If two persons have their own mDFA program, then they analyze the same data, and then one can say, “my computed SI is 1.10” and the other can say, “mine is 0.93.” This kind of “contradiction” can happen. But it is NOT a big deal. We need to overlook the details. Both are around 1.

Regarding mDFA computation, please see the following sections that show what we calculate from heartbeat data.

EKG signal is generated by the cardiac system. Elements in the system are linked to each other. The system cannot work properly without feedback connections. If one can find a scaling-line in the graph (Figure 10B), the heart system is working properly. If a line is bending or winding, something is wrong in the body system. We guaranty so. And if a subject is healthy, mDFA tells you that the SI-value is around 1 (1.0).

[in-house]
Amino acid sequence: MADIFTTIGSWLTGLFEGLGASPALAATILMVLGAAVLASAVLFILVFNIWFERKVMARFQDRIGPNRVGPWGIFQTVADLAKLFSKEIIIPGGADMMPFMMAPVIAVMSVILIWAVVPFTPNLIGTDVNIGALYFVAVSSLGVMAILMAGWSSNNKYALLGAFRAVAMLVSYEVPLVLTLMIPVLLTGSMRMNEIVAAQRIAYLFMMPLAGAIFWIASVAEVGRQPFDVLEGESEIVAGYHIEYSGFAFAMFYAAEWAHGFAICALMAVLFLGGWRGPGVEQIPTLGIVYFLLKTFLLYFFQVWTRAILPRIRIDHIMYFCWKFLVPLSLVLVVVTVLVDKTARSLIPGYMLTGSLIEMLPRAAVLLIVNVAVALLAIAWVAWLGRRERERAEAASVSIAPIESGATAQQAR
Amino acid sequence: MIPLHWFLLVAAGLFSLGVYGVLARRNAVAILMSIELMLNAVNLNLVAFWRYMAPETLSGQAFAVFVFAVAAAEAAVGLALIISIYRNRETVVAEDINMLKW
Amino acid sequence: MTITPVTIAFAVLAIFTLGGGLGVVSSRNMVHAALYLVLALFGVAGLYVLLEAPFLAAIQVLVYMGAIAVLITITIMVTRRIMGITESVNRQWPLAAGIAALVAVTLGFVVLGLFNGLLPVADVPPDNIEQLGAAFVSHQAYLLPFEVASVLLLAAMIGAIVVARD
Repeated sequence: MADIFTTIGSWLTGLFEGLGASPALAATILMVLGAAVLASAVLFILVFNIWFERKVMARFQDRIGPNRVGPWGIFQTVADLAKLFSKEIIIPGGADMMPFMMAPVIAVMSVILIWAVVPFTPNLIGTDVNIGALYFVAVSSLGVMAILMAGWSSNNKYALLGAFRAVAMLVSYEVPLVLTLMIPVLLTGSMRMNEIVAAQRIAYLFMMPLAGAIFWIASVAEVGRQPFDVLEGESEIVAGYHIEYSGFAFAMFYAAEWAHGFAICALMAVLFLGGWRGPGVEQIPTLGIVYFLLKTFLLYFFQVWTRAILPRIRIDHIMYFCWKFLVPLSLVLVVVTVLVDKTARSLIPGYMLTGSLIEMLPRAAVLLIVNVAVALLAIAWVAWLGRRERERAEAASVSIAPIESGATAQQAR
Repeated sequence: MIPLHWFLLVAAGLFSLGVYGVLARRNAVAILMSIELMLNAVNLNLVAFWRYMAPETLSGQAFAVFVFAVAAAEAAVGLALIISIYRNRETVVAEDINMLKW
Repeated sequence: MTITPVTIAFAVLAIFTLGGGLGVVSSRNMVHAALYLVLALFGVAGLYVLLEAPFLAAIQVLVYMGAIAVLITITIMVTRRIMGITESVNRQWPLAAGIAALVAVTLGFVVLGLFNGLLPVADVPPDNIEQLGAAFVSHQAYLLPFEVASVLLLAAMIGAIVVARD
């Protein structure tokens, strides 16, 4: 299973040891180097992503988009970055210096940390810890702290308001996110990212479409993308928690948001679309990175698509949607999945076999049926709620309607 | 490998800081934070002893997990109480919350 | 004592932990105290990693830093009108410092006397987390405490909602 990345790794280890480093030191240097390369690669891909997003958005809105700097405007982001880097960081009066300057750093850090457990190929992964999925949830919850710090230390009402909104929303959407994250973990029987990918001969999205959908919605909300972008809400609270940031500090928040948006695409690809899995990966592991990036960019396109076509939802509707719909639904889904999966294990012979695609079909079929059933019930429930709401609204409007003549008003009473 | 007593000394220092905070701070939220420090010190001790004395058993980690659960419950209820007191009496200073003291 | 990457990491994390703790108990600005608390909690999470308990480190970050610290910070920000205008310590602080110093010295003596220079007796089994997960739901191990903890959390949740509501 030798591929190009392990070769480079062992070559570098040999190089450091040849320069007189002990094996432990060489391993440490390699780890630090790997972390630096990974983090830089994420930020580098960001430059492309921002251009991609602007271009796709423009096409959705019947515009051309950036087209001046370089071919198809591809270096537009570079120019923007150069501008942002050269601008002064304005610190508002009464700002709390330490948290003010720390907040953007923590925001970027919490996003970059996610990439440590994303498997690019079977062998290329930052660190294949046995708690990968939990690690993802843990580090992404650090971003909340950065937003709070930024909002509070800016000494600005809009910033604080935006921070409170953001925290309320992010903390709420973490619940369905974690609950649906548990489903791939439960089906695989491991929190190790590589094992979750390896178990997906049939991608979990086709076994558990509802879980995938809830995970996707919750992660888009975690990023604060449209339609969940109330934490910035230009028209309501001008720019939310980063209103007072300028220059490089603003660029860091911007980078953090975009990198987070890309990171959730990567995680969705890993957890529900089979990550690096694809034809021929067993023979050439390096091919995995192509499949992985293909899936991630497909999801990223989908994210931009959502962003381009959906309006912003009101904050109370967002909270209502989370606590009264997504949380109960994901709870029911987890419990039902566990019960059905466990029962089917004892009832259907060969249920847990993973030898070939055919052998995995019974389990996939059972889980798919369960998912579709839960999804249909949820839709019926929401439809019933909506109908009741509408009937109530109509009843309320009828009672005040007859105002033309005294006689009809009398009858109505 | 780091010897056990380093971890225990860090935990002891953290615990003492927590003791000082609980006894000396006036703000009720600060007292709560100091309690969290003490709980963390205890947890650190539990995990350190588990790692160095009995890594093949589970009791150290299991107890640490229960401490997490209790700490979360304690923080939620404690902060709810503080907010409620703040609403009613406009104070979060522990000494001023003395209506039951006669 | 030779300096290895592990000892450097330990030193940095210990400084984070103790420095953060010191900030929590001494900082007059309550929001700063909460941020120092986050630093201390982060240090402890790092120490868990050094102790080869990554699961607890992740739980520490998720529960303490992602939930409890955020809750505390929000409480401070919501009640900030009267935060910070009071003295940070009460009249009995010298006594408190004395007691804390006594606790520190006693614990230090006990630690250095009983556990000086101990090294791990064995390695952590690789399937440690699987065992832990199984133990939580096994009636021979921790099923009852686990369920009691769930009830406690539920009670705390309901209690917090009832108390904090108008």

As far as we know, this scaling property of the heart system was first documented in 1982 [8] and then in 1990s [9]. They proposed this nice metric theory. They used a well-known mathematical idea. We must say we moved it forward. But mDFA is based on different concepts—this is the novelty of this research—than Peng’s concept as shown below. We just use the scaling property that the cardiac system inherently has.

5.11 Physiological interpretation

After finding the slope, linear fitting is necessary to determine SIs. We draw a regression line from box-size 30-beat to 270-beat as the best range for interpreting physiological meaning of heartbeat data [1]. In our study for more than 10 years, SI is “always” obtained from the regression line ranging from box-size 30-beat to box-size 270 beat (Figure 10B).